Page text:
“Everything was just a disaster,” says Ray Banyas about a particular engine he recently rebuilt. “The whole thing was a big, rusted-up, corroded mess. The manifold was gunked up. The valve covers were all rusty. When it came in we had to take apart 30 years of wear and buildup.”
The engine Banyas so eloquently described was a 1968 426 HEMI a customer wanted rebuilt to be put in a 1969 Roadrunner.
“The customer is a dentist, and she and her husband also own a Dodge Viper,” says Banyas, who is the owner of Victory Racing Engines in Cleveland. “She is the one with the lead foot, and she wants to race the Roadrunner against the Viper to see which is faster, the old school or new school.”
In order for the old school to have any chance, Banyas had to do a number on the 426 HEMI, but only after he cleaned all the crud and rust off.
“We do everything when we rebuild an engine here,” he says. “Basically we line hone the engine, we bore it, deck it and make sure the gasket surfaces are flat. We also check the main bearing clearance and rod bearing clearance. We also pin fit the pistons and pin fit the rods. We balance the engine as well. We had to do a valve job on the cylinder heads and change the springs and retainers for the hydraulic roller cam. We checked the push rod length so that those would work with the hydraulic lifters. We checked the valve clearance and the compression ratio. I had to cc a head and cc’d the dome of the pistons. We had to do some machining on the heads to get the longer push rods to clear. The list goes on.”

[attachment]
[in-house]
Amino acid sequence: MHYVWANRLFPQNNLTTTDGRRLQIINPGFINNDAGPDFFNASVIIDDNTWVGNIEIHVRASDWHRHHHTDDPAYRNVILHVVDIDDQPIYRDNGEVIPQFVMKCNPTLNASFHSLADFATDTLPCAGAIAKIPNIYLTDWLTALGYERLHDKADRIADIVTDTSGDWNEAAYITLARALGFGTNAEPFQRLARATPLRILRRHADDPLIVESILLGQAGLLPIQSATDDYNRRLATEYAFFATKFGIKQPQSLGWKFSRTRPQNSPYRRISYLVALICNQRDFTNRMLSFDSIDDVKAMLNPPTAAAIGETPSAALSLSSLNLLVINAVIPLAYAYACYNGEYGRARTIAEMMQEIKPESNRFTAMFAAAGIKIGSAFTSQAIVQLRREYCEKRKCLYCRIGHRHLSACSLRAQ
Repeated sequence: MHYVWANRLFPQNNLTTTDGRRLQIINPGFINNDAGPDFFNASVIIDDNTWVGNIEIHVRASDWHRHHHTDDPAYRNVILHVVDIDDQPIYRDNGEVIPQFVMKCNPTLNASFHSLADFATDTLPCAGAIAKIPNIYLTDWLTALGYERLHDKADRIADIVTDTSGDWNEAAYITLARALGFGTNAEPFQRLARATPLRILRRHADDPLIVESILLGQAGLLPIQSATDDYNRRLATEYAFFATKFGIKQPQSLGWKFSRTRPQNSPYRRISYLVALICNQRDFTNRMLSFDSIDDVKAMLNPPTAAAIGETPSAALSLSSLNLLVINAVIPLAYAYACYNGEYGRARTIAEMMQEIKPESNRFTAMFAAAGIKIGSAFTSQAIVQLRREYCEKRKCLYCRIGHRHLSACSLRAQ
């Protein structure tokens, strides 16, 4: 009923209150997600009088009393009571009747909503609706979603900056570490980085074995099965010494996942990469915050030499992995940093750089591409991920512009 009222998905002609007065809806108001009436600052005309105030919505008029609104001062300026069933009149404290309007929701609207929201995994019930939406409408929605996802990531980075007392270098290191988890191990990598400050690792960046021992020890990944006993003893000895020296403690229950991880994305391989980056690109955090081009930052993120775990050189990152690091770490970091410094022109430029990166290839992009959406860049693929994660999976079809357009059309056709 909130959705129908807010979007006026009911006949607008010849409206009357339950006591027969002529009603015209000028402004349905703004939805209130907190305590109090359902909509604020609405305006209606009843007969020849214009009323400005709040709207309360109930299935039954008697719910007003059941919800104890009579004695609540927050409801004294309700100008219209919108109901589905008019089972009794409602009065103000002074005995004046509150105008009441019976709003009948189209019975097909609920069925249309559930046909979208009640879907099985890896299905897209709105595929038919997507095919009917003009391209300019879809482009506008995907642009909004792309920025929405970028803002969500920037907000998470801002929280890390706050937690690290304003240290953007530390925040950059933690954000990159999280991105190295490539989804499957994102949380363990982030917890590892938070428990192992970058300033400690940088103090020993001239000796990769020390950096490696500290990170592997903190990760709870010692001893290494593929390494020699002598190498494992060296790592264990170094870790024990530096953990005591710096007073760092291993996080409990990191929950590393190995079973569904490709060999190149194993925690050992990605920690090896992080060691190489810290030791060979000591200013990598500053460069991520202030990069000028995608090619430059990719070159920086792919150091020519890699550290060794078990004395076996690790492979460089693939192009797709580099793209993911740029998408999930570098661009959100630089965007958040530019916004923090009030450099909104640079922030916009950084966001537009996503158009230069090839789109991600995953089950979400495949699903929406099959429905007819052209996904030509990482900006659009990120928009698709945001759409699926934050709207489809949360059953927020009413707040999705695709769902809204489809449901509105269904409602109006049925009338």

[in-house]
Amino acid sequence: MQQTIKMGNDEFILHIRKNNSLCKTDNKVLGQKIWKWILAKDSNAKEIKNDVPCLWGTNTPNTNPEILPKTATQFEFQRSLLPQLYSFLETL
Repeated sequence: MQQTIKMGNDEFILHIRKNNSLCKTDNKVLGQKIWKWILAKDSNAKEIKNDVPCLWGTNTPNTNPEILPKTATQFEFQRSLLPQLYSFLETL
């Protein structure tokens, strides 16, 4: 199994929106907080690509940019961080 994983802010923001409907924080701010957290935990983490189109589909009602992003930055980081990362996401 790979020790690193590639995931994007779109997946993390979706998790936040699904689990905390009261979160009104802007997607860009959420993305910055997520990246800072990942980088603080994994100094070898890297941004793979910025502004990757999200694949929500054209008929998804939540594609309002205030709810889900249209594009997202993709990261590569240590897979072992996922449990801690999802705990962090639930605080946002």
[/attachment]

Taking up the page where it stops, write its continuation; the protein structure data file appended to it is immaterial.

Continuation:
Banyas kept the engine at a 10-to-1 compression ratio for pump gas. He was able to use the original block and put a stroker crank in it. When the block came in it was already 60 over, so Banyas made it into a 4.320″ bore (70 over).
“We had pistons made for it, and put a hydraulic roller in it,” he says. “We ran the engine on the dyno and it made 636 hp at 6,000 rpm. It has a standard valve train on it as far as the rocker shafts and assemblies go. It has about 600 lift in it. It’s got a crossram manifold with dual quads, and we have the original carburetors for it, which were done by Chris’s Carb Shop.”
Despite the rough condition the engine arrived in at Victory Racing Engines, Banyas was able to clean everything up and even painted the covers. The 426 HEMI is now running with K1 rods, a K1 crank, Hastings rings, COMP Cams valve springs and camshaft, Clevite bearings, Cloyes timing chain sets, and push rods from Smith Brothers. It’s a completely rebuilt engine.
“Back in 1968, my research showed that these engines put out about 425 hp,” Banyas says. “Usually one hp per inch was good back then. We had it doing 636 hp.”
Article courtesy Engine Builder.